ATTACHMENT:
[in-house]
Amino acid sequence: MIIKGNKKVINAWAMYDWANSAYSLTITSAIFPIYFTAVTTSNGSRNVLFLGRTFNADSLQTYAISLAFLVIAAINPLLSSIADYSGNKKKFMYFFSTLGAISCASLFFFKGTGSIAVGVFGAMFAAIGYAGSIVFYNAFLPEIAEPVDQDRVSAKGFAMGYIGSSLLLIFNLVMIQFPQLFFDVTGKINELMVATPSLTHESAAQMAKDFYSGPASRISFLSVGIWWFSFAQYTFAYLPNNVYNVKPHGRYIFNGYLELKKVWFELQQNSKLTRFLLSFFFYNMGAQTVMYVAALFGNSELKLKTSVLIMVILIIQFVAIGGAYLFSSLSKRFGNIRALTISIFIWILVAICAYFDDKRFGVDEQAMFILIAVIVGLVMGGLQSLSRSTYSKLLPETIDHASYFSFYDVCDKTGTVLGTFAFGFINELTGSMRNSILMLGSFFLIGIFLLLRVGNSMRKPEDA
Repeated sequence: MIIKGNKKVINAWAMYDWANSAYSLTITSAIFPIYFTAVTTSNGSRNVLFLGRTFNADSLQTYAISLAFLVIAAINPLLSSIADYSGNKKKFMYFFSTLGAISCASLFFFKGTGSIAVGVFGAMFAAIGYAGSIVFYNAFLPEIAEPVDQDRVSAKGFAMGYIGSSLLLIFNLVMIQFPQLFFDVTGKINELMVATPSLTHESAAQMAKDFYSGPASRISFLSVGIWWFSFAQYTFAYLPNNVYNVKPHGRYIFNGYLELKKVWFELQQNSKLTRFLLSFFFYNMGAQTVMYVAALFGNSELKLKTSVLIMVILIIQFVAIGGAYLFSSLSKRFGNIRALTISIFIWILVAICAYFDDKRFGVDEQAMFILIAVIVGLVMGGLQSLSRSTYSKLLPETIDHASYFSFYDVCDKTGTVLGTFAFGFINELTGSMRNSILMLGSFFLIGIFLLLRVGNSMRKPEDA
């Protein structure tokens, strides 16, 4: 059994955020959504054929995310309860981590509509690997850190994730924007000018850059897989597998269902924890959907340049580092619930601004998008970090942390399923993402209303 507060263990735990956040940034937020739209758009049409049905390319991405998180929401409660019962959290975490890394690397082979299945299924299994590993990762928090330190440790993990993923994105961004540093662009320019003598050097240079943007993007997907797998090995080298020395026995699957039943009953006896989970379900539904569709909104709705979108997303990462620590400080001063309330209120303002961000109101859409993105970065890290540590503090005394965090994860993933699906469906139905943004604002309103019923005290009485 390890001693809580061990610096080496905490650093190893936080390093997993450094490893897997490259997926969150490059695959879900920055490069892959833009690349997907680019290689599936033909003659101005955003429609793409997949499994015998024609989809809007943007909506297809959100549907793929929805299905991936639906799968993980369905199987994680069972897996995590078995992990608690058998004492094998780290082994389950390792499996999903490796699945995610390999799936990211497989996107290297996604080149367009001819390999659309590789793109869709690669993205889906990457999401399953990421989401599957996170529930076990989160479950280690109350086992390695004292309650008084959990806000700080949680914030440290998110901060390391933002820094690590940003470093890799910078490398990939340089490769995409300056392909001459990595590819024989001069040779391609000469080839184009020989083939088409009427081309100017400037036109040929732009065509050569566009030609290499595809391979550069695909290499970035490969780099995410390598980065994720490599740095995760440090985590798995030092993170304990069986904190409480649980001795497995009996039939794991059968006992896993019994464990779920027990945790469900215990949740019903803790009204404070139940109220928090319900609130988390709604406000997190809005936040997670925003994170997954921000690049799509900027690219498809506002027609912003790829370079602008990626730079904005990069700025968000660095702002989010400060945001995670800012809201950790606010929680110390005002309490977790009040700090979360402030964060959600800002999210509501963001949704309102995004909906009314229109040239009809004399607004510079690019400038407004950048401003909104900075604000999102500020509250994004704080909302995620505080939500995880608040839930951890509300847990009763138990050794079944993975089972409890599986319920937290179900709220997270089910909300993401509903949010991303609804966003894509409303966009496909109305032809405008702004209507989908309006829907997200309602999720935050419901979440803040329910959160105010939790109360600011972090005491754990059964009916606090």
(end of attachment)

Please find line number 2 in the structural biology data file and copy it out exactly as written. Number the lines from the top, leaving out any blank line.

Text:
Amino acid sequence: MIIKGNKKVINAWAMYDWANSAYSLTITSAIFPIYFTAVTTSNGSRNVLFLGRTFNADSLQTYAISLAFLVIAAINPLLSSIADYSGNKKKFMYFFSTLGAISCASLFFFKGTGSIAVGVFGAMFAAIGYAGSIVFYNAFLPEIAEPVDQDRVSAKGFAMGYIGSSLLLIFNLVMIQFPQLFFDVTGKINELMVATPSLTHESAAQMAKDFYSGPASRISFLSVGIWWFSFAQYTFAYLPNNVYNVKPHGRYIFNGYLELKKVWFELQQNSKLTRFLLSFFFYNMGAQTVMYVAALFGNSELKLKTSVLIMVILIIQFVAIGGAYLFSSLSKRFGNIRALTISIFIWILVAICAYFDDKRFGVDEQAMFILIAVIVGLVMGGLQSLSRSTYSKLLPETIDHASYFSFYDVCDKTGTVLGTFAFGFINELTGSMRNSILMLGSFFLIGIFLLLRVGNSMRKPEDA